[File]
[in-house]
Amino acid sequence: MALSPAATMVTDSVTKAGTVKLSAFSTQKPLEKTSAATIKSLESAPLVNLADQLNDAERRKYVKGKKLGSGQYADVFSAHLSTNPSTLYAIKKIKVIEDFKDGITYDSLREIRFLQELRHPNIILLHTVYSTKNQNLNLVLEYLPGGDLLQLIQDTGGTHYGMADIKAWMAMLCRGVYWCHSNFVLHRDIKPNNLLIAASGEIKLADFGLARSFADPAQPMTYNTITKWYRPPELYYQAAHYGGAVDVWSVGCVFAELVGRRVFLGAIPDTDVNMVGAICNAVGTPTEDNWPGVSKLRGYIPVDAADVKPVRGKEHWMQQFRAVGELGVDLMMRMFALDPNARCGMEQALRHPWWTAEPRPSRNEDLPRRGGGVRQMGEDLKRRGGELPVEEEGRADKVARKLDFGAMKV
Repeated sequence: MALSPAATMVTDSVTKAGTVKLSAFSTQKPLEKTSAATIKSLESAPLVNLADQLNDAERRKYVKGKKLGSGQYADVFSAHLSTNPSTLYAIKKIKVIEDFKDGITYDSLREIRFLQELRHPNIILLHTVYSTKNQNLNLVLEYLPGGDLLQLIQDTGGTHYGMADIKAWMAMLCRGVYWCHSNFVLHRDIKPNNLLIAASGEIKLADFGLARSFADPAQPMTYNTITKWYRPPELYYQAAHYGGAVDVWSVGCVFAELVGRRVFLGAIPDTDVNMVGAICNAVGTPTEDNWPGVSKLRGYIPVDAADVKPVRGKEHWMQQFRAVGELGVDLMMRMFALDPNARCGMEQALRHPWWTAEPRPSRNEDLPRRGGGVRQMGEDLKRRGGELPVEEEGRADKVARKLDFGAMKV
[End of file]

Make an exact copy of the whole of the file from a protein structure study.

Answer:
[in-house]
Amino acid sequence: MALSPAATMVTDSVTKAGTVKLSAFSTQKPLEKTSAATIKSLESAPLVNLADQLNDAERRKYVKGKKLGSGQYADVFSAHLSTNPSTLYAIKKIKVIEDFKDGITYDSLREIRFLQELRHPNIILLHTVYSTKNQNLNLVLEYLPGGDLLQLIQDTGGTHYGMADIKAWMAMLCRGVYWCHSNFVLHRDIKPNNLLIAASGEIKLADFGLARSFADPAQPMTYNTITKWYRPPELYYQAAHYGGAVDVWSVGCVFAELVGRRVFLGAIPDTDVNMVGAICNAVGTPTEDNWPGVSKLRGYIPVDAADVKPVRGKEHWMQQFRAVGELGVDLMMRMFALDPNARCGMEQALRHPWWTAEPRPSRNEDLPRRGGGVRQMGEDLKRRGGELPVEEEGRADKVARKLDFGAMKV
Repeated sequence: MALSPAATMVTDSVTKAGTVKLSAFSTQKPLEKTSAATIKSLESAPLVNLADQLNDAERRKYVKGKKLGSGQYADVFSAHLSTNPSTLYAIKKIKVIEDFKDGITYDSLREIRFLQELRHPNIILLHTVYSTKNQNLNLVLEYLPGGDLLQLIQDTGGTHYGMADIKAWMAMLCRGVYWCHSNFVLHRDIKPNNLLIAASGEIKLADFGLARSFADPAQPMTYNTITKWYRPPELYYQAAHYGGAVDVWSVGCVFAELVGRRVFLGAIPDTDVNMVGAICNAVGTPTEDNWPGVSKLRGYIPVDAADVKPVRGKEHWMQQFRAVGELGVDLMMRMFALDPNARCGMEQALRHPWWTAEPRPSRNEDLPRRGGGVRQMGEDLKRRGGELPVEEEGRADKVARKLDFGAMKV